HIMSS convenes its annual conference this week in Orlando, kicking off with an Executive Summit that featured John Mackey, the CEO and Co-Founder of Whole Foods, in conversation with Cris Ross, CIO of the Mayo Clinic.
Mackey said in support of his long-held belief that food is the”best solution” to address Americans’ health.
As for health care?
Not so much, at least as it’s delivered in the United States.
”Why don’t we have clinics that help people change their diets and lifestyles so that they can reverse the disease or prevent it?” Mackey asked, rhetorically.
”It’s astounding. There’s a huge entrepreneurial opportunity out there for this. And I’m going to do something about it. It’s going to be my next career after Whole Foods,” Mackey said, suggesting he might be that entrepreneur taking on the food-as-medicine business opportunity once he retires from his 44-year career with Whole Foods in September later this year.
“The healthcare system is failing in its purpose,” Mackey asserted.
Health Populi’s Hot Points: John Mackey has held this view on food for a long time. In 2009, Mackey wrote an op-ed in the Wall Street Journal critiquing the Affordable Care Act, noting that,
“While we clearly need health-care reform, the last thing our country needs is a massive new health-care entitlement that will create hundreds of billions of dollars of new unfunded deficits and move us much closer to a government takeover of our health-care system.”
He chose to introduce that WSJ column with a quote from Prime Minister Margaret Thatcher, who was quoted as saying:
“The problem with socialism is that eventually you run out of other people’s money.”
Four years later in 2013, promoting his (then) new book Conscious Capitalism, Mackey did an interview with NPR, morphing the word “socialism” to “fascism” when speaking about the Affordable Care Act.
Mackey told NPR in this interview that,
“In fascism, the government doesn’t own the means of production, but they do control it. And that’s what’s happening with these reforms.”
Now, nearly a decade later, the public health community’s notion of social determinants of health — more appropriately and simply put, the determinants of health — embrace both food and medical services (as well as safe housing, clean air and water, and education) all contributing to peoples’ well-being and health outcomes.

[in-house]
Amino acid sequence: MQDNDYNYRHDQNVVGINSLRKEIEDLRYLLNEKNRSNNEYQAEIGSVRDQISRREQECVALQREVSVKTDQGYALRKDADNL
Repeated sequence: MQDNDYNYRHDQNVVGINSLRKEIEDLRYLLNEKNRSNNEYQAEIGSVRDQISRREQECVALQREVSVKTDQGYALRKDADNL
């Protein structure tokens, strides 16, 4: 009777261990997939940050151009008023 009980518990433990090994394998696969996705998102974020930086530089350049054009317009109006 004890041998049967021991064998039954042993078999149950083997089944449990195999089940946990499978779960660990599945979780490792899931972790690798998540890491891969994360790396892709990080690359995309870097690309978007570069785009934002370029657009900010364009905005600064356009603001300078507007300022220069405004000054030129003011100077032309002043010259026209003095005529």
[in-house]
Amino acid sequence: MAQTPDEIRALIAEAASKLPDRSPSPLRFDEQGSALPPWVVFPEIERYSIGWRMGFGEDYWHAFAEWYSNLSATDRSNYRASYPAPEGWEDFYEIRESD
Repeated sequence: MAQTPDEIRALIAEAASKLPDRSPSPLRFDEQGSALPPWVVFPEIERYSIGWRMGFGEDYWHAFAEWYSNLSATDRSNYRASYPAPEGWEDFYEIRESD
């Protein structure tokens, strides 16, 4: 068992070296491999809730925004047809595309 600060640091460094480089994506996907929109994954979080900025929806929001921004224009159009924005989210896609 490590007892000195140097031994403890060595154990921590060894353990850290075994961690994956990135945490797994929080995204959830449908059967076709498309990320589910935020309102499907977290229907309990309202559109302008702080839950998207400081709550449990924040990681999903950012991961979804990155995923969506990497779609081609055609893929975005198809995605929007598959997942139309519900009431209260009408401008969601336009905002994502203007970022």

It’s more of an “and” than an “or,” we know now in the wake of the COVID-19 pandemic, as financial health connects with mental health, physical health, and social/civic health. Yes, to healthy food. Yes, to health care access (especially primary care). Yes, to clean and safe environments. Yes, to equity and mutual respect for our fellow health citizens.
Remember that Amazon will continue to own Whole Foods, which the ecommerce force acquired in 2017, long after Mackey leaves the company.
Amazon has already built many tracks in health care, from telehealth to pharmacy, medical supply ecommerce platforms and company health clinics. Furthermore, I’ve been a fan of Amazon’s extending Prime to enrollees in SNAP benefits that help people needing access to food security and nutritious foods to order via Prime convenient and accessible consumer experiences.
In fact, the health care industry ecosystem-wide is catching up with Mackey‘s vision of food and nutrition embedded into health care. It’s not nearly universal, but as value-based payment grows, year on year, business models are incorporating food-as-medicine and nutrition protocols in the ways providers taking risk are using telehealth, remote health monitoring, and “prescriptions” for broadband — all to bolster health outcomes and peoples’ ability to self-care at home.
For other takes on Mackey’s HIMSS keynote, check out…